Tuesday, February 10, 2009

Mormon Faith and Tainted Love

"Sometimes I feel I've got to
Run away I've got to
Get away
from the pain that you drive into the heart of me..."

"...you think love is to pray
But I'm sorry I don't pray that way."

(Lyrics from "Tainted Love" by Ed Cobb, as recorded by Soft Cell and later by The Clash and several others)

Paul and I moved to the country just outside Snowflake, AZ just weeks after millions of dollars of Mormon TV ads advocating taking away the hard won rights of gay people to marry flooded the airwaves in California and successfully swayed the election. I was furious that any religious group was given the right to inflict such pain on people I love. And I found it strange that a people that were persecuted for wanting to define family in their own way (bigamy) would fight so very hard to restrict alternative definitions of family for others. It was especially upsetting to me that most of that Mormon money came from outside the state of California. And I was shocked to discover that the concept of separation of church and state -- which gives the LDS (Mormon) church the freedom to exist in the United States -- does not currently extend to prevent such flagrant abuse of the political system by a single religious organization in return.

So imagine my surprise to find myself deep in the heart of Mormon country after our move last December.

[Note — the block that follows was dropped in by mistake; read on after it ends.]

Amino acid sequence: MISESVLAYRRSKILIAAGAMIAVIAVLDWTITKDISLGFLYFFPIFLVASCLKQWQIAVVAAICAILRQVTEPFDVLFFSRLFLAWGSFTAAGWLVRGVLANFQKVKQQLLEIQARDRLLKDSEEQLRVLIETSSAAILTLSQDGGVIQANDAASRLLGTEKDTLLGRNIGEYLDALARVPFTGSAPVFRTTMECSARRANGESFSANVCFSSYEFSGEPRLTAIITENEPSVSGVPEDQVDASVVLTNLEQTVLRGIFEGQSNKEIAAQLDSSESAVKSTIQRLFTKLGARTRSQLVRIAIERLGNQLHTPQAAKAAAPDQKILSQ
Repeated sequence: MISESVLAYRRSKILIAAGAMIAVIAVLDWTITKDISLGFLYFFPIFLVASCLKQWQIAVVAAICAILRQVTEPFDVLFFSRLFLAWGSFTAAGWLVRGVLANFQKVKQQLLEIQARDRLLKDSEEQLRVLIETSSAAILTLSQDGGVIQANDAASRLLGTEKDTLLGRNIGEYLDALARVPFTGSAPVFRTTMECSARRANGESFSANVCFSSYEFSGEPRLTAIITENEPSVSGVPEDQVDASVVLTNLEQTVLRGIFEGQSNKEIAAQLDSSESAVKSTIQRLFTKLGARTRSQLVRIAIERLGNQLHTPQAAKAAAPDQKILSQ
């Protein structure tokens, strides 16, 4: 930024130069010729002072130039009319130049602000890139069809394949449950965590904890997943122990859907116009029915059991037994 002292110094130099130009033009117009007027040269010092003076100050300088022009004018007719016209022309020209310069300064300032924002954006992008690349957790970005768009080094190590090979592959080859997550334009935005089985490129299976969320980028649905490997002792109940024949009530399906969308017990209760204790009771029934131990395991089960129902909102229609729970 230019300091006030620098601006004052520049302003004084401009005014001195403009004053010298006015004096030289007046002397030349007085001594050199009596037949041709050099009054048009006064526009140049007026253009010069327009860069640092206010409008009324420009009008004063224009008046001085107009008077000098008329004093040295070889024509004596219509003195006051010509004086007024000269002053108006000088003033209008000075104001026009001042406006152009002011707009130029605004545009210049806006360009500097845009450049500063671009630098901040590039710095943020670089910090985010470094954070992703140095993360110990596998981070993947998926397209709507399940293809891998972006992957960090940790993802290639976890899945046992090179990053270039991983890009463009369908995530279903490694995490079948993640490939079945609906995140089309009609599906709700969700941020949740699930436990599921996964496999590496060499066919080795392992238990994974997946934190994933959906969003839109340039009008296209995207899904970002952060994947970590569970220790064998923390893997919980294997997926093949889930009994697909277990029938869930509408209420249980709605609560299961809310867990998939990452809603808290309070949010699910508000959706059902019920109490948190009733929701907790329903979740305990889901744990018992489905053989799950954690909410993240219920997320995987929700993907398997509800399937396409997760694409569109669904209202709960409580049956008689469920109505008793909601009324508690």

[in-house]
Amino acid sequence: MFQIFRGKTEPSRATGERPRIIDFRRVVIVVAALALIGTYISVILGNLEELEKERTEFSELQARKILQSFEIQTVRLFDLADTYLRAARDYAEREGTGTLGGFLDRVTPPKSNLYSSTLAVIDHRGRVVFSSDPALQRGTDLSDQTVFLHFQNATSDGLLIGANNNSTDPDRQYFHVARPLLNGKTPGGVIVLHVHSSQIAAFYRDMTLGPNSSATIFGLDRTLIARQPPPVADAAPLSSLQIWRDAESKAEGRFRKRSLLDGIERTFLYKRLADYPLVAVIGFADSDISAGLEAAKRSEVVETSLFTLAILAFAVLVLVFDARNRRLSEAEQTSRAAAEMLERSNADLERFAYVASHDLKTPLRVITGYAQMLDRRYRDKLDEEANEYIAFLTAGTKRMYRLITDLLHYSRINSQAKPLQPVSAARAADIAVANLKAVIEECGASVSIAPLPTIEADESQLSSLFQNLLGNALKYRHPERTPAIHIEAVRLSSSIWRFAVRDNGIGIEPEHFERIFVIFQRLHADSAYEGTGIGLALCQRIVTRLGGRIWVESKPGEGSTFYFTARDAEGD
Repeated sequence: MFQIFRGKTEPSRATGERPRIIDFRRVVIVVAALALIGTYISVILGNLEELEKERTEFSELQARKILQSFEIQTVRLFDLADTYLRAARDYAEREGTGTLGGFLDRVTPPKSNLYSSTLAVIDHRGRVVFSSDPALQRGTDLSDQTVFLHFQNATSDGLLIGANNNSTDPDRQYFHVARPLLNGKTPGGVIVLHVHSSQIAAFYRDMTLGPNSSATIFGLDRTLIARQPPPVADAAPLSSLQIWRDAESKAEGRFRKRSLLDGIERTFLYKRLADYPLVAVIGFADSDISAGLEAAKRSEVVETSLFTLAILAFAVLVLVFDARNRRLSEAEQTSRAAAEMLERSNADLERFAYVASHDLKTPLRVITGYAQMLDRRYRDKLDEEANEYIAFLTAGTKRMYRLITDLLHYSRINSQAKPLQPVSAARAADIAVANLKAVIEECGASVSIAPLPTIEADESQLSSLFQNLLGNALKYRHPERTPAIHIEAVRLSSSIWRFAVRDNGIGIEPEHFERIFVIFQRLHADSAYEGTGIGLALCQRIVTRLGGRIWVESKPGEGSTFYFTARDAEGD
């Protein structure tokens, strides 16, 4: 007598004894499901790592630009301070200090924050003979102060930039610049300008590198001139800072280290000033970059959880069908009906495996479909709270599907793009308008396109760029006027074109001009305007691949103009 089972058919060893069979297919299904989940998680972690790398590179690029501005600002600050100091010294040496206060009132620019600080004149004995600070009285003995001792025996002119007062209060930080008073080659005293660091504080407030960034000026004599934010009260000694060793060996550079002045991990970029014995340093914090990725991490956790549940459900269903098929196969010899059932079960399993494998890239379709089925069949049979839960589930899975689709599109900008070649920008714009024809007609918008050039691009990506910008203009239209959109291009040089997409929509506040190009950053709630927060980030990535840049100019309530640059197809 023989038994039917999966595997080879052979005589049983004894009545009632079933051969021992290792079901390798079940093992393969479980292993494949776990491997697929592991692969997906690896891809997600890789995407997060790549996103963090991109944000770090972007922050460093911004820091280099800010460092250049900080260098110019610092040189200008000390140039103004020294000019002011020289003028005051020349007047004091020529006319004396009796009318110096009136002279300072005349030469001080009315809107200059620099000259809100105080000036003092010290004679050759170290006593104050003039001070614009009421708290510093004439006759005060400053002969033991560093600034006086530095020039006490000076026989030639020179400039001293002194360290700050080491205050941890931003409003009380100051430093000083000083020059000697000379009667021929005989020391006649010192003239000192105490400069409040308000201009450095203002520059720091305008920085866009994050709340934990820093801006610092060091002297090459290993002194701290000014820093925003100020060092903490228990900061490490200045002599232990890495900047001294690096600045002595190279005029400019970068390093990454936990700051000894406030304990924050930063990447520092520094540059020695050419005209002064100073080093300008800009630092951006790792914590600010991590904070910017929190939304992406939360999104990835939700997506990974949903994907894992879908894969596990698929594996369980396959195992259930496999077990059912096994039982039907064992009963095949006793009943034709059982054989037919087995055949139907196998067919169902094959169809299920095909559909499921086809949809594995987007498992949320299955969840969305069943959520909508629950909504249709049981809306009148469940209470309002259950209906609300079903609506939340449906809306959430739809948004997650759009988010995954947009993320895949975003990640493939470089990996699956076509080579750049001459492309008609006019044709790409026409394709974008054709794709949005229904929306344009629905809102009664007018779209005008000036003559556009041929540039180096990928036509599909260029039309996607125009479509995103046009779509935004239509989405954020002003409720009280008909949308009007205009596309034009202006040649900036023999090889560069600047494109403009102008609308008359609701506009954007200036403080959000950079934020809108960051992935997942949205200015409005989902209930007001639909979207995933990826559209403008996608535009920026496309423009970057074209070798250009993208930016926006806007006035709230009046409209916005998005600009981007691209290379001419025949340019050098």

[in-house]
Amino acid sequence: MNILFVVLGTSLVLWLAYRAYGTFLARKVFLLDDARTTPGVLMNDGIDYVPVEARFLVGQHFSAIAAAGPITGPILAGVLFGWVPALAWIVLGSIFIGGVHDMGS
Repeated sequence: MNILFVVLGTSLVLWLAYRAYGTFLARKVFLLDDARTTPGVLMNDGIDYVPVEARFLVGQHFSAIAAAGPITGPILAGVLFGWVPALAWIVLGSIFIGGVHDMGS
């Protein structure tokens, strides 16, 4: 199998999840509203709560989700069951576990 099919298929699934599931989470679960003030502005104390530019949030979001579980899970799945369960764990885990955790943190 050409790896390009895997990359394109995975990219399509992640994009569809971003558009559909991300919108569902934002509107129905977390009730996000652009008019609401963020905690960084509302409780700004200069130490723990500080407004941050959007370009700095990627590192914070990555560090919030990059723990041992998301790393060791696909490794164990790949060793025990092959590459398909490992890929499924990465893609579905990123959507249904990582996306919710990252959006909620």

To say I was horrified would be an understatement. For the first few days I could not walk down the street in Snowflake -- looking at signs proclaiming Jesus as the reason for the season -- without cringing. Sure, on the one hand I know that's what Christmas is supposed to be all about. But I also know that the pagan holiday of winter solstice is the reason why Christmas is celebrated on December 25th in the first place. (I spent several years of my life researching and writing a book on the topic.) And, as a person who was brought up Jewish, even though I now approach my spirituality from a much more eclectic point of view, it's hard to come to a place where there's nary a Jewish face to be found.

But this IS where Paul and I have come to live for now... and as time has gone on it's become clear that keeping such a fierce wall up between myself and any people is poisonous to me. Perhaps it's even one of the things we came here to heal.

When we first arrived Paul's mother told us that she had had more than one conversation with LDS members who expressed concern, at least privately, that church dollars were put to such a purpose in California. She also told me that Mormon people try to take care of people in the community even if they're not Mormon and that several Mormon community members had been very good to her.

Paul has been very insistent that we not become bigoted here so in the past week we have started a deliberate effort to learn more about the LDS community. I'll be sharing some of what we've experienced in the next few weeks.

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